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John Cheever quotes Showing 31-60 of 148

“She perceived vaguely the pitiful corruption of the adult world; how cruel and frail it was, like a worn piece of burlap, patched with stupidities and mistakes, useless and ugly, and yet they never saw its worthlessness.”
John Cheever, The Stories of John Cheever
“It was one of those midsummer Sundays when everyone sits around saying, "I drank too much last night." You might have heard it whispered by the parishioners leaving church, heard it from the lips of the priest himself, struggling with his cassock in the vestiarium, heard it from the golf links and the tennis courts, heard it from the wildlife preserve where the leader of the Audubon group was suffering from a terrible hangover. "I drank too much," said Donald Westerhazy. "We all drank too much," said Lucinda Merrill. "It must have been the wine," said Helen Westerhazy. "I drank too much of that claret.”
John Cheever
“Oh, what can you do with a man like that? What can you do? How can you dissuade his eye in a crowd from seeking out the cheek with acne, the infirm hand; how can you teach him to respond to the inestimable greatness of the race, the harsh surface beauty of life; how can you put his finger for him on the obdurate truths before which fear and horror are powerless? The sea that morning was iridescent and dark. My wife and my sister were swimming--Diana and Helen--and I saw their uncovered heads, black and gold in the dark water. I saw them come out and I saw that they were naked, unshy, beautiful, and full of grace, and I watched the naked women walk out of the sea.”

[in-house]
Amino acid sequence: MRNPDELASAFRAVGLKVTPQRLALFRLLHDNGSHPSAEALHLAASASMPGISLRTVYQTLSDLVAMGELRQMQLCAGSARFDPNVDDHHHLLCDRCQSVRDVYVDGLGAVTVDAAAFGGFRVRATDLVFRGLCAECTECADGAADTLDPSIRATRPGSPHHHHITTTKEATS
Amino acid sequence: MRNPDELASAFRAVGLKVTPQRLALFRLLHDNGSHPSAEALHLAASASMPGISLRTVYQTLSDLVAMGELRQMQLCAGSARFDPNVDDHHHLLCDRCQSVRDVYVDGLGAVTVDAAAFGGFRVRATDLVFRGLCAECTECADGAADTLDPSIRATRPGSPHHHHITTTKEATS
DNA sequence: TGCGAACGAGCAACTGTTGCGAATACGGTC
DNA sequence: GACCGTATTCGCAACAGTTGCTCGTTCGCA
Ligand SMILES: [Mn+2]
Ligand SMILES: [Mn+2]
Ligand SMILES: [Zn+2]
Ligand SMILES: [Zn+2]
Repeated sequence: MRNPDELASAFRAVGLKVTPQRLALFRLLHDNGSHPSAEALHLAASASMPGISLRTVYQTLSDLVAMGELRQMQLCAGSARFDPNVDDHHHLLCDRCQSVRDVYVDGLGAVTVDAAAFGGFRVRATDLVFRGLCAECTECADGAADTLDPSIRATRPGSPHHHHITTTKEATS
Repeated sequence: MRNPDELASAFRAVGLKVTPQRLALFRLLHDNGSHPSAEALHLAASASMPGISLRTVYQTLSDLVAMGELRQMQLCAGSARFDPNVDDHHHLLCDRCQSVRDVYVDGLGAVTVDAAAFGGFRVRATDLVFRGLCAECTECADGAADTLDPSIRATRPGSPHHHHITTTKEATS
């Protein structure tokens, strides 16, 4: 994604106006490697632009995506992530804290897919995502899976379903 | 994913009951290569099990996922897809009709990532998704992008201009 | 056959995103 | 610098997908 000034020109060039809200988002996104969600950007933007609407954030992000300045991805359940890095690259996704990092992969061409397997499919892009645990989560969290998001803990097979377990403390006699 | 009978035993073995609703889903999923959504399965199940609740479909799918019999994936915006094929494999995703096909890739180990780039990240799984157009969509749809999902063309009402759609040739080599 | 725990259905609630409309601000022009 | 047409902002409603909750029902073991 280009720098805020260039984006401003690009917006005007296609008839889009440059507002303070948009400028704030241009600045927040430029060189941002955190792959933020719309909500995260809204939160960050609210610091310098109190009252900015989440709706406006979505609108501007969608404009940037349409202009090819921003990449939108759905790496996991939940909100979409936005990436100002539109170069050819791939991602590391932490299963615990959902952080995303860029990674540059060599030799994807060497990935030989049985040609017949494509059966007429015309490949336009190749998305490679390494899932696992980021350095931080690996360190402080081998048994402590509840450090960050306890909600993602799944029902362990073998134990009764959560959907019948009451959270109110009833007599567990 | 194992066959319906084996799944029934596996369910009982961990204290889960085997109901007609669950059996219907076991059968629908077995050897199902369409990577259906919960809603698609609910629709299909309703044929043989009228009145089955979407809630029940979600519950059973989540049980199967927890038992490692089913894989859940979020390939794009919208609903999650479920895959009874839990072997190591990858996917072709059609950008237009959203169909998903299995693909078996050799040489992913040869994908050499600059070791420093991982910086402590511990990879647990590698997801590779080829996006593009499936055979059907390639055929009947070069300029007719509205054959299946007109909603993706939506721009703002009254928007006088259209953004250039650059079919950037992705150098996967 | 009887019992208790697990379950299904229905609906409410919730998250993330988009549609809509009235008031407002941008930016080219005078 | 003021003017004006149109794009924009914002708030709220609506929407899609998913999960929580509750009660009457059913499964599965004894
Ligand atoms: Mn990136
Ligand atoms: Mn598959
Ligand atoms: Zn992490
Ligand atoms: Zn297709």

John Cheever, The Stories of John Cheever
“I have spent considerable of my leisure time in this past year in the improvement of my mind but I find that much of it has been spent extremely foolish and that walking in the pasture at dusk with virtuous, amiable and genteel young ladies I experience none but swineish passions. I commenced to read Russell’s Modern Europe sometime last summer.”
John Cheever, The Wapshot Chronicle
“The secret of keeping young is to read children's books. You read the books they write for little children and you'll keep young. You read novels, philosophy, stuff like that and it makes you feel old.”
John Cheever, Bullet Park
“Grief was for the others; sorrow and pain were for the others; some terrible mistake had been made.”
John Cheever, Bullet Park
“It was still mild when they walked home from the party, and Irene looked up at the spring stars. "How far that little candle throws its beams," she exclaimed. "So shines a good dead in a naughty world.”
John Cheever, The Stories of John Cheever
“His life was not confined and the delight he took in this observation could not be explained by its suggestion of escape.”
John Cheever, The Swimmer
“Agnes Shay had the true spirit of a maid. Moistened with dishwater and mild eau de cologne, reared in narrow and sunless bedrooms, in back passages, back stairs, laundries, linen closets, and in those servants' halls that remind one of a prison, her soul had grown docile and bleak...Agnes loved the ceremonies of a big house. She drew the curtains in the living room at dark, lighted the candles on the table, and struck the dinner chimes like an eager altar boy. On fine evenings, when she sat on the back porch between the garbage pails and the woodbins, she liked to recall the faces of all the cooks she had known. It made her life seem rich.”